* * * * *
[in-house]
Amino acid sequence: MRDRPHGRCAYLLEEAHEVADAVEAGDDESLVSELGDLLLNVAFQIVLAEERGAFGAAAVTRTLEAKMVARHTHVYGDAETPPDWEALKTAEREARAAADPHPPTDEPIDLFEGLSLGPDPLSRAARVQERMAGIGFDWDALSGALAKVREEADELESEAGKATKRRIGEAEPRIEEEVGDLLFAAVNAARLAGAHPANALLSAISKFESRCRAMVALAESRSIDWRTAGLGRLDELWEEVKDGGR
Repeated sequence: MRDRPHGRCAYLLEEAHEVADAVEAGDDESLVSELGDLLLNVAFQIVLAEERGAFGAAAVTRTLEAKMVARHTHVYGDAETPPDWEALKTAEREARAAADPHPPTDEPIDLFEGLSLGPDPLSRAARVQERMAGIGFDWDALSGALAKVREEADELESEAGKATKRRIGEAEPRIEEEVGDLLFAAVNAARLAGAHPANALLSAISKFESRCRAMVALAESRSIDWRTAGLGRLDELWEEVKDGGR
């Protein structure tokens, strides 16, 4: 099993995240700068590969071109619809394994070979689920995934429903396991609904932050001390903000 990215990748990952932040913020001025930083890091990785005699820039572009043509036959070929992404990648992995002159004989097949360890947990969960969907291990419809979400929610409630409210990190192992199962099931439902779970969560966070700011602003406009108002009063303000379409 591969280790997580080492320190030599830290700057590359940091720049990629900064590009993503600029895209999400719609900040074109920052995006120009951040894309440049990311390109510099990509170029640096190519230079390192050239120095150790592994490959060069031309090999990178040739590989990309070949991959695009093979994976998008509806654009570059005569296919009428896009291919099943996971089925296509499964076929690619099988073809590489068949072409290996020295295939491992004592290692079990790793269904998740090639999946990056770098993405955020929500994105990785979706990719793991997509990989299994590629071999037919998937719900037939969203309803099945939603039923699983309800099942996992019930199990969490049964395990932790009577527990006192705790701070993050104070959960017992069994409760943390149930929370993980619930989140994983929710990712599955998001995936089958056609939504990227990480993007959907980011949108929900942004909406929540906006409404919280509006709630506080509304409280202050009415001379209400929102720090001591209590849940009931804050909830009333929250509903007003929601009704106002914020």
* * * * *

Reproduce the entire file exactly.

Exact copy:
[in-house]
Amino acid sequence: MRDRPHGRCAYLLEEAHEVADAVEAGDDESLVSELGDLLLNVAFQIVLAEERGAFGAAAVTRTLEAKMVARHTHVYGDAETPPDWEALKTAEREARAAADPHPPTDEPIDLFEGLSLGPDPLSRAARVQERMAGIGFDWDALSGALAKVREEADELESEAGKATKRRIGEAEPRIEEEVGDLLFAAVNAARLAGAHPANALLSAISKFESRCRAMVALAESRSIDWRTAGLGRLDELWEEVKDGGR
Repeated sequence: MRDRPHGRCAYLLEEAHEVADAVEAGDDESLVSELGDLLLNVAFQIVLAEERGAFGAAAVTRTLEAKMVARHTHVYGDAETPPDWEALKTAEREARAAADPHPPTDEPIDLFEGLSLGPDPLSRAARVQERMAGIGFDWDALSGALAKVREEADELESEAGKATKRRIGEAEPRIEEEVGDLLFAAVNAARLAGAHPANALLSAISKFESRCRAMVALAESRSIDWRTAGLGRLDELWEEVKDGGR
């Protein structure tokens, strides 16, 4: 099993995240700068590969071109619809394994070979689920995934429903396991609904932050001390903000 990215990748990952932040913020001025930083890091990785005699820039572009043509036959070929992404990648992995002159004989097949360890947990969960969907291990419809979400929610409630409210990190192992199962099931439902779970969560966070700011602003406009108002009063303000379409 591969280790997580080492320190030599830290700057590359940091720049990629900064590009993503600029895209999400719609900040074109920052995006120009951040894309440049990311390109510099990509170029640096190519230079390192050239120095150790592994490959060069031309090999990178040739590989990309070949991959695009093979994976998008509806654009570059005569296919009428896009291919099943996971089925296509499964076929690619099988073809590489068949072409290996020295295939491992004592290692079990790793269904998740090639999946990056770098993405955020929500994105990785979706990719793991997509990989299994590629071999037919998937719900037939969203309803099945939603039923699983309800099942996992019930199990969490049964395990932790009577527990006192705790701070993050104070959960017992069994409760943390149930929370993980619930989140994983929710990712599955998001995936089958056609939504990227990480993007959907980011949108929900942004909406929540906006409404919280509006709630506080509304409280202050009415001379209400929102720090001591209590849940009931804050909830009333929250509903007003929601009704106002914020």